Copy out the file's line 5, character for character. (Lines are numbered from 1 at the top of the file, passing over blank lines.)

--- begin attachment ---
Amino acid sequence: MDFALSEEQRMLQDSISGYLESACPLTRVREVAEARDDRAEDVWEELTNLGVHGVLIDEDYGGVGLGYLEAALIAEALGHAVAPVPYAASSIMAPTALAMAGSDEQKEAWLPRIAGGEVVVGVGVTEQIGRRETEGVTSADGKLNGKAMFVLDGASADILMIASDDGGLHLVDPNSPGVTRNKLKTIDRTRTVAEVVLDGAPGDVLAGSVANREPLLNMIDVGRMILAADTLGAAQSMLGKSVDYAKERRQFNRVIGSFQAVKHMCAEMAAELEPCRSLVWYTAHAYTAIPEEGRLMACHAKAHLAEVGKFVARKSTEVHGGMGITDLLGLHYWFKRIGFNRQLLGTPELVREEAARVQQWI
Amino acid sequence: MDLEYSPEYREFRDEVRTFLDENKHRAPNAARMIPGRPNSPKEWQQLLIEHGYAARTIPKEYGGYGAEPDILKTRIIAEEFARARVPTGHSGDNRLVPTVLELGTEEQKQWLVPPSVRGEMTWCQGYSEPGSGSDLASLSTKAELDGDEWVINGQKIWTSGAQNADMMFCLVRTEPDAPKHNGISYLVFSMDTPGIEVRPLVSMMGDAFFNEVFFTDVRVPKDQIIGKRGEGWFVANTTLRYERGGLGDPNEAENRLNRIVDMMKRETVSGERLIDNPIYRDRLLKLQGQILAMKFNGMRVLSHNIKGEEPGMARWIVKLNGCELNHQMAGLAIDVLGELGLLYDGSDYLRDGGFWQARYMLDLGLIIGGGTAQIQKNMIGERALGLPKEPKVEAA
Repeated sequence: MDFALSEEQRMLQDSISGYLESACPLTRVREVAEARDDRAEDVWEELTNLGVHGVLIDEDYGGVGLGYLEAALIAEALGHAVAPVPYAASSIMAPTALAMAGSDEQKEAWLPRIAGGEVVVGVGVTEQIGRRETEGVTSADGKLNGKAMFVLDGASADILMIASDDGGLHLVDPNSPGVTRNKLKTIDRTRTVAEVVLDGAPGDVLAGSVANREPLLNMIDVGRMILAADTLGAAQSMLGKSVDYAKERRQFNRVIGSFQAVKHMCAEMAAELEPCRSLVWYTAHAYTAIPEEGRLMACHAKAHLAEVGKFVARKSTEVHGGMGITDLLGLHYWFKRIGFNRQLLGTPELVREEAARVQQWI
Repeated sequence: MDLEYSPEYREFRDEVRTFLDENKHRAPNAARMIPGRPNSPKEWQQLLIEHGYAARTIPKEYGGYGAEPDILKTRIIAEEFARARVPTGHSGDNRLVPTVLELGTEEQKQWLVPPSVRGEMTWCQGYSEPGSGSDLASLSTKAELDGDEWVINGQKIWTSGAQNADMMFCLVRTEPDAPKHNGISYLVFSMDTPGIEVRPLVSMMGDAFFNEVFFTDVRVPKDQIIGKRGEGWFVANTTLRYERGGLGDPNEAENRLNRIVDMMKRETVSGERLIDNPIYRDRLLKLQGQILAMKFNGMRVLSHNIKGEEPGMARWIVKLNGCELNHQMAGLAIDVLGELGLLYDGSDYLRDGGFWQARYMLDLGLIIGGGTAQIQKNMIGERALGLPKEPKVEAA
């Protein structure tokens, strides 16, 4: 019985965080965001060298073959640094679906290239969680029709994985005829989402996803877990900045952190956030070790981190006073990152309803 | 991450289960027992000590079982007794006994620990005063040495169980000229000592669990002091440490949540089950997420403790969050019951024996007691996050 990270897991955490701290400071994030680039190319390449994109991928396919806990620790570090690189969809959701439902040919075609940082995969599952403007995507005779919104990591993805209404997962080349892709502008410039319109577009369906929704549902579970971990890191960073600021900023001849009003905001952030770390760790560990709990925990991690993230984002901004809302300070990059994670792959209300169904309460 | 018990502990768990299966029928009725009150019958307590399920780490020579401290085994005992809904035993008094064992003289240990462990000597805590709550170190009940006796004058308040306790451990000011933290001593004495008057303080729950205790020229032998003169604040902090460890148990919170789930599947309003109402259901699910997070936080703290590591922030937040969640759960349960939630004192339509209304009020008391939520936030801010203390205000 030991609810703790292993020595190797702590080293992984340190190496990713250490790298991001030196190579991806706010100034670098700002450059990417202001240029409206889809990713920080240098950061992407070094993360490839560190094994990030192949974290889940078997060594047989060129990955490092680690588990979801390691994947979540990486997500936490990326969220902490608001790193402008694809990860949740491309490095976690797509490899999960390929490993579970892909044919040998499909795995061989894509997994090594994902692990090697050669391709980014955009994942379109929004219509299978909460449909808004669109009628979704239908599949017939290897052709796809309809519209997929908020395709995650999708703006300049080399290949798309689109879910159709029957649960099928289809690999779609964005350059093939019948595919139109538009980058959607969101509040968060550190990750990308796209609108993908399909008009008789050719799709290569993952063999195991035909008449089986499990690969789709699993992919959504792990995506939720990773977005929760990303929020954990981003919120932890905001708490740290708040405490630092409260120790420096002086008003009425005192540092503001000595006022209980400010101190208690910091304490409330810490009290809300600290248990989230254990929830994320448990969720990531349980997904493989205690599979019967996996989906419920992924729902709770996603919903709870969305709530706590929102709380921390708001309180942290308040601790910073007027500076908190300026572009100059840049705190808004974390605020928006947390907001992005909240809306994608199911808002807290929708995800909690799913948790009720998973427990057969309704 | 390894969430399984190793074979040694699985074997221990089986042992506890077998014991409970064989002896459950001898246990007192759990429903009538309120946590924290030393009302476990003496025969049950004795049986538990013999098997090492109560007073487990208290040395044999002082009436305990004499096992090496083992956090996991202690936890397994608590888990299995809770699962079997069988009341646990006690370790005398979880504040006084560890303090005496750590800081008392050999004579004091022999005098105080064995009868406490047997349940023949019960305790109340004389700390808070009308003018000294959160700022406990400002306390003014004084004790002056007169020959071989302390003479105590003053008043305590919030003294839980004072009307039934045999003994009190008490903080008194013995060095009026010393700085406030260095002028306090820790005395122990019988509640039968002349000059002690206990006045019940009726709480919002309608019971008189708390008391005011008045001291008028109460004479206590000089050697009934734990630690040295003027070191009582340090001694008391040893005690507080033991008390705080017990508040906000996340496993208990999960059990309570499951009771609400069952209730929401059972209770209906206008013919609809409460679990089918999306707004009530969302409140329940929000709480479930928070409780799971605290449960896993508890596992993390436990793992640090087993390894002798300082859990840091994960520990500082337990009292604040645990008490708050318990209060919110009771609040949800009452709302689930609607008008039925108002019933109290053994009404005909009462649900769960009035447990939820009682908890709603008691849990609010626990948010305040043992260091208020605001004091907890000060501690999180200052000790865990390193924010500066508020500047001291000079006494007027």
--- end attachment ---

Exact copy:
């Protein structure tokens, strides 16, 4: 019985965080965001060298073959640094679906290239969680029709994985005829989402996803877990900045952190956030070790981190006073990152309803 | 991450289960027992000590079982007794006994620990005063040495169980000229000592669990002091440490949540089950997420403790969050019951024996007691996050 990270897991955490701290400071994030680039190319390449994109991928396919806990620790570090690189969809959701439902040919075609940082995969599952403007995507005779919104990591993805209404997962080349892709502008410039319109577009369906929704549902579970971990890191960073600021900023001849009003905001952030770390760790560990709990925990991690993230984002901004809302300070990059994670792959209300169904309460 | 018990502990768990299966029928009725009150019958307590399920780490020579401290085994005992809904035993008094064992003289240990462990000597805590709550170190009940006796004058308040306790451990000011933290001593004495008057303080729950205790020229032998003169604040902090460890148990919170789930599947309003109402259901699910997070936080703290590591922030937040969640759960349960939630004192339509209304009020008391939520936030801010203390205000 030991609810703790292993020595190797702590080293992984340190190496990713250490790298991001030196190579991806706010100034670098700002450059990417202001240029409206889809990713920080240098950061992407070094993360490839560190094994990030192949974290889940078997060594047989060129990955490092680690588990979801390691994947979540990486997500936490990326969220902490608001790193402008694809990860949740491309490095976690797509490899999960390929490993579970892909044919040998499909795995061989894509997994090594994902692990090697050669391709980014955009994942379109929004219509299978909460449909808004669109009628979704239908599949017939290897052709796809309809519209997929908020395709995650999708703006300049080399290949798309689109879910159709029957649960099928289809690999779609964005350059093939019948595919139109538009980058959607969101509040968060550190990750990308796209609108993908399909008009008789050719799709290569993952063999195991035909008449089986499990690969789709699993992919959504792990995506939720990773977005929760990303929020954990981003919120932890905001708490740290708040405490630092409260120790420096002086008003009425005192540092503001000595006022209980400010101190208690910091304490409330810490009290809300600290248990989230254990929830994320448990969720990531349980997904493989205690599979019967996996989906419920992924729902709770996603919903709870969305709530706590929102709380921390708001309180942290308040601790910073007027500076908190300026572009100059840049705190808004974390605020928006947390907001992005909240809306994608199911808002807290929708995800909690799913948790009720998973427990057969309704 | 390894969430399984190793074979040694699985074997221990089986042992506890077998014991409970064989002896459950001898246990007192759990429903009538309120946590924290030393009302476990003496025969049950004795049986538990013999098997090492109560007073487990208290040395044999002082009436305990004499096992090496083992956090996991202690936890397994608590888990299995809770699962079997069988009341646990006690370790005398979880504040006084560890303090005496750590800081008392050999004579004091022999005098105080064995009868406490047997349940023949019960305790109340004389700390808070009308003018000294959160700022406990400002306390003014004084004790002056007169020959071989302390003479105590003053008043305590919030003294839980004072009307039934045999003994009190008490903080008194013995060095009026010393700085406030260095002028306090820790005395122990019988509640039968002349000059002690206990006045019940009726709480919002309608019971008189708390008391005011008045001291008028109460004479206590000089050697009934734990630690040295003027070191009582340090001694008391040893005690507080033991008390705080017990508040906000996340496993208990999960059990309570499951009771609400069952209730929401059972209770209906206008013919609809409460679990089918999306707004009530969302409140329940929000709480479930928070409780799971605290449960896993508890596992993390436990793992640090087993390894002798300082859990840091994960520990500082337990009292604040645990008490708050318990209060919110009771609040949800009452709302689930609607008008039925108002019933109290053994009404005909009462649900769960009035447990939820009682908890709603008691849990609010626990948010305040043992260091208020605001004091907890000060501690999180200052000790865990390193924010500066508020500047001291000079006494007027």